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National Pisco Sour Day: How to make the perfect cocktail

What better way to celebrate National Pisco Sour Day this Saturday 2 February than with the perfect frothy cocktail – we asked the experts how to make a great Pisco Sour.

How to make the perfect Pisco Sour this National Pisco Sour Day (photo courtesy of Paul Winch-Furness)

Forget the Superbowl and the Six Nations rugby, National Pisco Sour Day is where its at this weekend.

Regardless of whether your bar is going all-out to celebrate the ‘holiday’, which falls on the first Saturday of February every year, at least make sure you get your Pisco Sour offer right.

Made from Pisco, a traditional, clear Peruvian brandy made from distilled grape juice, the cocktail also features lime juice, egg white, and sugar syrup, shaken together with ice with a few drops of bitters on top to achieve a frothy, sharp yet sweet drink.

“Pisco sour is the national drink of Peru; we drink it every year,” said Martin Morales, owner of Ceviche in London, the only restaurant in Europe with a dedicated Pisco bar. “It’s more than an aperitif, although its been used like that for many decades.”

But despite the traditional roots of the Pisco sour, there are several variations that can prove popular on dedicated cocktail menus.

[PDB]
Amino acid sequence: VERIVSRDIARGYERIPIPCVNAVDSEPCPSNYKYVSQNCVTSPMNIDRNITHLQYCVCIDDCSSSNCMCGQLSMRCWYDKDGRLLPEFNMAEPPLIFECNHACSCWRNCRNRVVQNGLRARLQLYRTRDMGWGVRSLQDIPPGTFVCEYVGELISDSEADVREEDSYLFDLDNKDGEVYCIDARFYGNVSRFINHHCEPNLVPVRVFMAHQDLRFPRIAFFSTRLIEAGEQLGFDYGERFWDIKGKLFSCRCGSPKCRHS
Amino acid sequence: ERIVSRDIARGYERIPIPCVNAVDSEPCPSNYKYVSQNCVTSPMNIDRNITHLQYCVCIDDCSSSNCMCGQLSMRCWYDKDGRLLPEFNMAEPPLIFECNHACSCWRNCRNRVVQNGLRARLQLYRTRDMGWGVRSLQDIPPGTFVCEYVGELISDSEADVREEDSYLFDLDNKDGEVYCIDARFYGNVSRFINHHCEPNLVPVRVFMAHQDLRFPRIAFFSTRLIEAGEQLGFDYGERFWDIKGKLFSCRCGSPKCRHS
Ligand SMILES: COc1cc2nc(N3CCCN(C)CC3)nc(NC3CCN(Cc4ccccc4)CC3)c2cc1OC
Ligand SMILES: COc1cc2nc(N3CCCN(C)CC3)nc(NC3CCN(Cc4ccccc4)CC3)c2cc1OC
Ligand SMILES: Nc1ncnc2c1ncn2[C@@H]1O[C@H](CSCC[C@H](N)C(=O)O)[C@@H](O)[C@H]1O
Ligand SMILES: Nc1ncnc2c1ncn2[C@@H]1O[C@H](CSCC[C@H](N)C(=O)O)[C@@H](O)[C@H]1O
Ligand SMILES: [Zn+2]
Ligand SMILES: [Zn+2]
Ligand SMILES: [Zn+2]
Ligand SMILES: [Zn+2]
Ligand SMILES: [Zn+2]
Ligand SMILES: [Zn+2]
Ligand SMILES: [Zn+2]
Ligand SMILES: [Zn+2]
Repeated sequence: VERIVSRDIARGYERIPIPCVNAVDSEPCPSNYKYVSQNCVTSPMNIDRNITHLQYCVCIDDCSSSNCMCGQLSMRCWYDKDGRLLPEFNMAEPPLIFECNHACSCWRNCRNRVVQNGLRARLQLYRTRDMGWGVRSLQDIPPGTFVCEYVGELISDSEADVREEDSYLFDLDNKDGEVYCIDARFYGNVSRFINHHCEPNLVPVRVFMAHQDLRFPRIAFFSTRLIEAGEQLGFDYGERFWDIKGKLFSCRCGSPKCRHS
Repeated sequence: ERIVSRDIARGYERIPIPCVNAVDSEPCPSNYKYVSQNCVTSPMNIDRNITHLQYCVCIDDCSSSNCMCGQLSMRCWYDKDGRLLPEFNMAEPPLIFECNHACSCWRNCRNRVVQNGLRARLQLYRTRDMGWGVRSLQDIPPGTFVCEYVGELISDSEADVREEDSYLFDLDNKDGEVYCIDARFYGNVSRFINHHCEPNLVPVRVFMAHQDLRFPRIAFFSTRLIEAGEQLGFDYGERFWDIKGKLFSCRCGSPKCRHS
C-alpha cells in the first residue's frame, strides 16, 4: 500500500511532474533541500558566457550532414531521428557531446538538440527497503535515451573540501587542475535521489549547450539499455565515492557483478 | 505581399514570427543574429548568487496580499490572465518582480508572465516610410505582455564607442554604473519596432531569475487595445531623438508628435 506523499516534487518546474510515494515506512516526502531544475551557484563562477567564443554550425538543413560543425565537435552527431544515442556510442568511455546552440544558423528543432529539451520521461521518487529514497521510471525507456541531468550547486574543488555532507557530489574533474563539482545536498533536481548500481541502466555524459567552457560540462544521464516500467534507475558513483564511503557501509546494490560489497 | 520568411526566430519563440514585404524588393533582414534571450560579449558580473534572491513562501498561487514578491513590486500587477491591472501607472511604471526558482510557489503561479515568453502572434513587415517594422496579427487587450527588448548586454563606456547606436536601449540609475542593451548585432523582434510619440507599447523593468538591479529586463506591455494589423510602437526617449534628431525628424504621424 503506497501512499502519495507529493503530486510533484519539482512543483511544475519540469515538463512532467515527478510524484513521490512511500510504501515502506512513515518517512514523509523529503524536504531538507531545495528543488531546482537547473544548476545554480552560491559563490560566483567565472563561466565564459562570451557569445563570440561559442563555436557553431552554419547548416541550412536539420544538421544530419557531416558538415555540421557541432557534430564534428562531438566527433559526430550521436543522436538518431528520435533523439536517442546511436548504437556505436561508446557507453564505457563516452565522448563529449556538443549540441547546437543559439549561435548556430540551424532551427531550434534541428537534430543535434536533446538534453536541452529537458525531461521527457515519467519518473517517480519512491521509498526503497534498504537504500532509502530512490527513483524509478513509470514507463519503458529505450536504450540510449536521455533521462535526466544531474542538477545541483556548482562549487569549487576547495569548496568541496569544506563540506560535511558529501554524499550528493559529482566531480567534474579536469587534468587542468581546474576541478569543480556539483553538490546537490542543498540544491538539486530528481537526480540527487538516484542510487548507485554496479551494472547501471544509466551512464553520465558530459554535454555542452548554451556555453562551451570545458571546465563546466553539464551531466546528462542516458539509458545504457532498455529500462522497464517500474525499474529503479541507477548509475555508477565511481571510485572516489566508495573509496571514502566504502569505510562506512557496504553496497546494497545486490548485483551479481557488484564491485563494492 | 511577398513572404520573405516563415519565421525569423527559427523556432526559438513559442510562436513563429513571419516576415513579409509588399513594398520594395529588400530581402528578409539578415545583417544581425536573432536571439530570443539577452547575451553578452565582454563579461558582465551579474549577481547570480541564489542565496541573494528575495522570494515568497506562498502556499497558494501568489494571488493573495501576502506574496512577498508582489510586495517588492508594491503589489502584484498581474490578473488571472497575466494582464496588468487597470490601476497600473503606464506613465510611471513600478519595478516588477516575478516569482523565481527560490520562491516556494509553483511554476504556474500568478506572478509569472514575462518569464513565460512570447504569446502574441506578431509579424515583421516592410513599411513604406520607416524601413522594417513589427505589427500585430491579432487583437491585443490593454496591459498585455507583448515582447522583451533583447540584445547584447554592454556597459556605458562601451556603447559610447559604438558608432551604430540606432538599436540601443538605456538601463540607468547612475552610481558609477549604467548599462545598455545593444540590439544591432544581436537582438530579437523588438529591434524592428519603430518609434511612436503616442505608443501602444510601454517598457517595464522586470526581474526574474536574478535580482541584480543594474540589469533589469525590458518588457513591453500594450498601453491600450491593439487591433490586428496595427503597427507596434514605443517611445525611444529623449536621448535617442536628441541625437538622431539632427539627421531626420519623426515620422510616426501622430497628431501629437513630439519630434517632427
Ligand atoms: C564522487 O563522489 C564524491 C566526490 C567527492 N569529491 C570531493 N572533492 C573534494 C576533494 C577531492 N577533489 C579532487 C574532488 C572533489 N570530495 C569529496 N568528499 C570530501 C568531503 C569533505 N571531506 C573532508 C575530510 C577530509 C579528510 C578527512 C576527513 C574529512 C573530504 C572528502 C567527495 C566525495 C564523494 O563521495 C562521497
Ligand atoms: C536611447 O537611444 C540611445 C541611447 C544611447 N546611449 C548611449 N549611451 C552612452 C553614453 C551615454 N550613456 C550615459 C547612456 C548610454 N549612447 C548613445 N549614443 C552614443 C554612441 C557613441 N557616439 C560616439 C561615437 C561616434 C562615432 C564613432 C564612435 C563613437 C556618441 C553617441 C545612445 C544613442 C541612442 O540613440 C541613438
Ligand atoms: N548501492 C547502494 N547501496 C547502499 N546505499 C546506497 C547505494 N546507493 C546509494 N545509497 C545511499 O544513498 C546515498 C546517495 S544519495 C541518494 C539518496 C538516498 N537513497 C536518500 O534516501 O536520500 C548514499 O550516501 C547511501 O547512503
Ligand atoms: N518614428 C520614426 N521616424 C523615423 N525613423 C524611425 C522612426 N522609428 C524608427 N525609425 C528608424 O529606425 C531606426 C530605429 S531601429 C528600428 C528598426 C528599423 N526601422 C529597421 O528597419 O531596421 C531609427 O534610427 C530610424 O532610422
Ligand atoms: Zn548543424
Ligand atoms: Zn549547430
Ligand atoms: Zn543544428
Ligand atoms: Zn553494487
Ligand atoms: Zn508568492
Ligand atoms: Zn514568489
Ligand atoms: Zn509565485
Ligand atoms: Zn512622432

Lima, another Peruvian restaurant in London, serves a Maracuya (passionfruit) Pisco sour in addition to the classic. It features a sour mix of passionfruit puree and lime juice but is created in the same traditional way.

The restaurant also serves a Maiz Morado Pisco sour, made from a Peruvian purple corn drink that is used in place of the sour mix.

“The lime juice is optional depending on the customer’s preference,” said restaurant manager Bunmi Okolosi. “The key is to get the sweet/ sour balance right for the person drinking it.”

When it comes to bitters, Lima only uses one Peruvian brand called Amargo Chuncho, which has a herbaceous character with citrus overtones. However Okolosi believes any citrus-led bitters works just as well.

Pisco infusions

When it comes to the Pisco itself, Morales suggests using quality brands made from the Quebranta grape or the Acholado blend.

“If you use an Pisco using an Italia grape it will be too aromatic, too powerful and balancing it with the other flavours will be too difficult,” he said. “It will be like trying to race a wild horse in the Grand National. You need a great grape to make a great Pisco sour.”

Once you have the right Pisco, Morales also recommended experimenting with infusing different fruits and roots in the spirit to create new flavours. “Infusions need to be made with fairly hard ingredients such as roots and stronger roots,” he added.

Regardless of the ingredients used to make a Pisco sour, from the brand of Pisco to the bitters, Morales outlined a few basic rules for ensuring the cocktail always hits the spot.

“Never squeeze the whole lime out; only squeeze it half way and only slice it through the middle of the fruit, not through the ends so you can get all the juice out. Don’t mess about with the membrane or you’ll end up with the bitterness of the lime instead of the sour.

“Egg white is crucial for the texture of a Pisco sour. The fresher the egg, the lighter the foam will be, resulting in a consistent, silky, light and smooth drink.

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